- Relatively high-resolution screen
- Built-in podcast downloader
- 3.5mm headphone jack
- Dated OS
- Resistive touchscreen
- No LED flash
Review Price free/subscription
The Nokia C5-03 is clinging onto the past with all its might. Nokia has just teamed-up with Microsoft to pump out its own Windows Phone handsets, but the Nokia S5-03 is stuck with the Symbian operating system. It's not the Symbian^3 OS released in October 2010 alongside the Nokia N8 either - this is Symbian S60 version 5, used in the Nokia N97 way back in the prehistoric age of 2009.
Symbian S60 isn't just old, it's the cremated remains of a smartphone system held together with sticky tape and hair spray, and it pales in comparison to iOS and Android. In a budget phone like the Nokia C5-03, however, it doesn't feel entirely out of place. The phone is available for free on contracts of £15 a month or more, or SIM-free for around £180.
Nokia hasn't tried too hard to convince us this is anything but a budget smartphone through its build. The Nokia C5-03 has an all-plastic body and, apart from a textured end-cap, it's super-shiny. Out of the box this heavy dose of plastic is clearly evident, but it's only going to get worse with use as this finish shows up every blemish, scratch and scrape whenever the phone catches the light. In fairness, the actual design is quite smart but we just fear it won't remain looking that way for any length of time. 2010's Nokia C3 proved that Nokia can produce a phone with a top design and a rock-bottom price, but it hasn't pulled off the same trick here.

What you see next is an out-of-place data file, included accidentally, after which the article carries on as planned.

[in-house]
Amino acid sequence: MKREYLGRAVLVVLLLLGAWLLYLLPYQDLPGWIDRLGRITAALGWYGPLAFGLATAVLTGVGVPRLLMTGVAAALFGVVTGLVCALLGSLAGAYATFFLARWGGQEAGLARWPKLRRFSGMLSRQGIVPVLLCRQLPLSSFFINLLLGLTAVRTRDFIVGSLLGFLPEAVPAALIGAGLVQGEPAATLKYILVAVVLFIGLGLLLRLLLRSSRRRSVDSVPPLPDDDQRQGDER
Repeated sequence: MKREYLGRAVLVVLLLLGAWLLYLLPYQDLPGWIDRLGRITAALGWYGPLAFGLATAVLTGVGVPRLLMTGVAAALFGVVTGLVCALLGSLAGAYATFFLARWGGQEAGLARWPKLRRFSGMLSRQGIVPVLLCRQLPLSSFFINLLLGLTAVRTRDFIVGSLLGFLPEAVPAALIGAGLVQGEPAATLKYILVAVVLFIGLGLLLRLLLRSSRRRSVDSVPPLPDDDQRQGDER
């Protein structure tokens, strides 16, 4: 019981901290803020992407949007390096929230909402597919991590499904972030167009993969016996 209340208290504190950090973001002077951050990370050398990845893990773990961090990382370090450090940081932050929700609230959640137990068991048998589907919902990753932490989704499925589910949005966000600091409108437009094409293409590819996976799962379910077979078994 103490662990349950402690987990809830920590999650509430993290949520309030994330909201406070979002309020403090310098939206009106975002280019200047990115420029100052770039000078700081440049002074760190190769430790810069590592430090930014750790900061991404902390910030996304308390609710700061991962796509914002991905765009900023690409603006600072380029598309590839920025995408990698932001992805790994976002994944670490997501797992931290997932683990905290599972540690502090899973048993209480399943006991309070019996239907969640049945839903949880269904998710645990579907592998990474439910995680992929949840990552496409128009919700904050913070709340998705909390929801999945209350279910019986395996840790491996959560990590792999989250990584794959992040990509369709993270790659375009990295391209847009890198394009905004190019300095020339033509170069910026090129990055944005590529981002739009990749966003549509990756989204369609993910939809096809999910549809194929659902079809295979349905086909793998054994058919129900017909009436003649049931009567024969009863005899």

On the top of the handset, there are the now-standard 3.5mm headphone and micro USB ports, and the right hand-side is home to the volume rocker and lock button. The only odd addition to the Nokia C5-03's body sits on the handset's bottom - the tiny cylindrical Nokia charge socket, now nearing extinction as micro USB continues to dominate mobile charging. The micro USB socket of the C5-03 can also be used to charge the phone, but using the dedicated charging socket is quicker. We found charging with a dedicated micro USB charger snappy enough, but one isn't bundled here - just a proprietary charger and USB data transfer cable.
Questionable aesthetics and blast-from-the-past features aside, the Nokia C5-03 isn't entirely out-of-date. It has a 600MHz ARM 11 processor, on-par with the majority of budget smartphones and not much slower than the Nokia N8's 680MHz CPU. That said, day-to-day navigation is rarely lag-free, but we'd attribute that's more the inherent interface design of the Symbian S60 system than a lack of power in the Nokia C5-03. All told, the lag is similar to what you'd see in an Android 2.1 phone with a similar 500-600MHz processor.
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